It is extremely important to obtain the concurrence of user agencies and to understand the context in which the tools are supposed to be used. In addition, the agencies are required to work closely with analysts to ensure that their findings are tactically useful and able to reduce the rates of crimes prevalent in the society. Going forward,Indian police administrators must deal with the proper scope of data collection, retention & use and be able to explain to the public how details being used to enhance public safety.

As evident, at the center of predictive policing is data: crime data, FIR data, personal data, gang data,social data, associational data, locational data, environmental data, social media data, behavioural data, consumer transactions data, personal communications, surveillance sources data and a growing web of sensors. The use of big data in world of law enforcement is still largely in its early stages but offers more incriminating bits of data to use and study. With the advent of technologies, law enforcement agencies can resort to finding suspicious activity from the digital trail that is left behind by the criminal.

One of the illustrations of the usage of predictive policing in future can be the reading machines that may get into the main stream by mid-2040s. While this tech will have profound ramifications on how courts operate and how innocence and guilt are proven, it will have an equally insightful impact on how we forecast crime.

Consider a scenario where by the late 2040s, laws are passed by governments around the world stipulating the need of handing over the contents of their online profiles, have their psychological profiles assessed by psychologists and their thought profiles documented by the thought reading machines.

Once all existing and new prisoners have been assessed, their digital, psychological, thought,demographic and criminal records will be shared with the national criminal investigation supercomputer. The thought profiles of millions of prisoners will be analysed and statistically modelled against their public metadata with the goal of isolating a collection of detailed criminal profile types. In other words, the computer will create a series of archetypes that possess a certain set of attributes that predict a certain level of criminal inclination. These criminal profiles will then be compared against the profiles of every citizen in the state.

Another illustrative application of predictive policing can be its usage with the UAV technology.With the advancements in UAV technology, many sensors that are essential to monitor and help the law enforcement agencies can be built-in various applications. Data from these various sources can then be transferred on areal-time basis to computers capable of performing complex calculations.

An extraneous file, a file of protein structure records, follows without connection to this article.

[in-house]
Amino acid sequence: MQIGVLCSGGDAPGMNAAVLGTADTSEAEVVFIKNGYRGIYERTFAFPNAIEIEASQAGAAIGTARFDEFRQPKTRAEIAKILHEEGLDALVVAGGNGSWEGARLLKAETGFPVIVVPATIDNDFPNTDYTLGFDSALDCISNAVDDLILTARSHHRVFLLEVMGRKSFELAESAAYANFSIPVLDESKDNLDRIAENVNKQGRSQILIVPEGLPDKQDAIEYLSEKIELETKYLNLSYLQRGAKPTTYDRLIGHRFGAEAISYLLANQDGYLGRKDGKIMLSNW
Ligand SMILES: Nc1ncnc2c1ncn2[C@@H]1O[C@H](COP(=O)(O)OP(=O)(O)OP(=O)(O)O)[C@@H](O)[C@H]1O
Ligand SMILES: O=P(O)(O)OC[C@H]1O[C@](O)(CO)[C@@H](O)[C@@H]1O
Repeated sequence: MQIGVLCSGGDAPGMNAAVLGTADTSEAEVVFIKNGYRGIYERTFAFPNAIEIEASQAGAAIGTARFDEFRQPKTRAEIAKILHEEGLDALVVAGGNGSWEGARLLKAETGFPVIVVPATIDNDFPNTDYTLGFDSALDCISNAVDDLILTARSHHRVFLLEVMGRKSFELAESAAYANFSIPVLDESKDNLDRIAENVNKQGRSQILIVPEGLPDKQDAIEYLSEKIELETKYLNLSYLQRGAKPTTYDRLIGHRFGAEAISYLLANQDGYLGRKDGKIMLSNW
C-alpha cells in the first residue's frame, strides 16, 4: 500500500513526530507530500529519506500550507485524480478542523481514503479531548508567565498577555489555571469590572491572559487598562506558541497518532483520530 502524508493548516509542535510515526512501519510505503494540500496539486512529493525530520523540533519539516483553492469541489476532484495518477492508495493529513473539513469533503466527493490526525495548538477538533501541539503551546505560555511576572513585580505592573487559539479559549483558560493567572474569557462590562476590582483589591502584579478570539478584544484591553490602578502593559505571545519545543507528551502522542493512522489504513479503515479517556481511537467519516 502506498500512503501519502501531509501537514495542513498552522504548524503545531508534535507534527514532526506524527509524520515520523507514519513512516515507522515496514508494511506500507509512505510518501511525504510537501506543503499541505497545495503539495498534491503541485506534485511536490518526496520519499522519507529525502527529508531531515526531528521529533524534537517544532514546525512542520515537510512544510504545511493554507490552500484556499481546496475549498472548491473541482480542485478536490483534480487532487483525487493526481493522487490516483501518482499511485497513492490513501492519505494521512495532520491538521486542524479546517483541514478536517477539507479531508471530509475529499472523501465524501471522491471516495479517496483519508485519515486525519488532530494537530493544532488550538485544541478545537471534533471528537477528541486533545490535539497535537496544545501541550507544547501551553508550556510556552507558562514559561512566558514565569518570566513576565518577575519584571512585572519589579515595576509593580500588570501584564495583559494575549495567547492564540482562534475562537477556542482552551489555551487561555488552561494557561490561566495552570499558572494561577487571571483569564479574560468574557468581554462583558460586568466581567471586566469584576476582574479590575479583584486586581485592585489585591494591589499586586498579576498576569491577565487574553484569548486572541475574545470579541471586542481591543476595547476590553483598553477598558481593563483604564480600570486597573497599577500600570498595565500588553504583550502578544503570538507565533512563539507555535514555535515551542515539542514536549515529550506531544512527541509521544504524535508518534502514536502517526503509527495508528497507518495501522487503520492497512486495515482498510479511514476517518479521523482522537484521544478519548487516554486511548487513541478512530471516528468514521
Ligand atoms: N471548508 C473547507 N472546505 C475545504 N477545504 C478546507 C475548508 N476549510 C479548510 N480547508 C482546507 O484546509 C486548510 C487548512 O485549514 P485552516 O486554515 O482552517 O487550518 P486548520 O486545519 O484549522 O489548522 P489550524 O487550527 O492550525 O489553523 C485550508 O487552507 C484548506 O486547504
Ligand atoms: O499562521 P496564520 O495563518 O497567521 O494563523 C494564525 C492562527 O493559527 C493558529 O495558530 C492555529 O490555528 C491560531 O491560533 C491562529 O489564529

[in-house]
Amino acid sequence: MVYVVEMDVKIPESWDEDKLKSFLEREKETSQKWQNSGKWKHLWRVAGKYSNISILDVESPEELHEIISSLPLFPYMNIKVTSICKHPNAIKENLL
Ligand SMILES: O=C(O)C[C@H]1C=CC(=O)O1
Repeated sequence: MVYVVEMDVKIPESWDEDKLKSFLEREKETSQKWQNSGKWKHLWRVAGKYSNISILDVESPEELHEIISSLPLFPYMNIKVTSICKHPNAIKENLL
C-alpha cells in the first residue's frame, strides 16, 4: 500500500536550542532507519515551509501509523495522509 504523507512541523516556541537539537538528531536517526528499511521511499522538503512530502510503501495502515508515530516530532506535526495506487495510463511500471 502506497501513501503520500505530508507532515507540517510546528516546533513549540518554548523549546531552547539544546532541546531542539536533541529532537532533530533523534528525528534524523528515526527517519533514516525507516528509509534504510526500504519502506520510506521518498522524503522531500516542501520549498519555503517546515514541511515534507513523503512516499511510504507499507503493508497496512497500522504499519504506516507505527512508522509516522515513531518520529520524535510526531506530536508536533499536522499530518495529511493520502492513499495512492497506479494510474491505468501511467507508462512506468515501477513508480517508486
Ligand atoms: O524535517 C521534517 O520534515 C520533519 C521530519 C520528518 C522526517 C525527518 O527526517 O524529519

As the processing of data becomes efficient and with even more refined predictive algorithms, machines can autonomously drive the UAVs remotely to monitor the crime sensitive areas.This step forward in the future would enable the law enforcement agencies to reach places quickly and thus assist them in becoming omnipresent towards protecting the cities. If the cameras on UAVs are enabled with facial recognition and retina scanner, then real-time identification of individuals captured on any camera can simply help map and track the missing persons,fugitive and suspects. If the drone hovering above is able to record any incident, artificial intelligence/ deep learning shall be able to calculate the distance from nearest police station or patrolling vehicle and provide a first-hand information about the incident. Alerting the police department is just a small step, but artificial intelligence/ deep learning is capable of guiding the police patrols to the crime sites with interactive conversations.

The potential of predictive policing in Indian law enforcement is indisputably real and so is the fear of invading into the privacy of community. The ever-increasing law and order rhetoric can also lead to surveillance overreach. Indian police supervisors, advocates,communities and the corresponding governments are required to address these concerns before venturing into any large-scale implementation of such technologies.

It is critically important to analyse the applications of predictive policing across the multi-faceted procedures being followed within the criminal justice system. In fact, it has been assessed that in the different stages of a criminal procedure, from starting an investigation to gathering evidence, followed by arrest, trial, conviction and sentencing, as the individual gets subjected to serious sanctions and punitive actions by the law enforcement agencies, the system is able to obtain a higher standard of certainty about the crimes committed by the individual through predictive policing that also helps in legitimizing the particular action by agencies.

Given that the nature of predictive evidence is probability based, it can be inferred that arrest warrants or trials, on their own can have a tangible impact. Predictive policing under the current scenario has been designed to calculate the risk of future crime occurring based on statistical analysis of past crime data. It isalso important to deploy need-based and customized applications as per the unique requirements of the agencies.

Smaller agencies may not need expensive software and agencies of any size should compare open-source alternatives to commercial products. Larger agencies will want to consider more sophisticated systems. However, the key for agencies of all sizes is to think of the tools as providing situational awareness rather than crystal balls. The systems should help agencies understand the where, when and who of crime and identify the specific problems driving that criminal activity; this information will help support interventions to address these problems and reduce crime.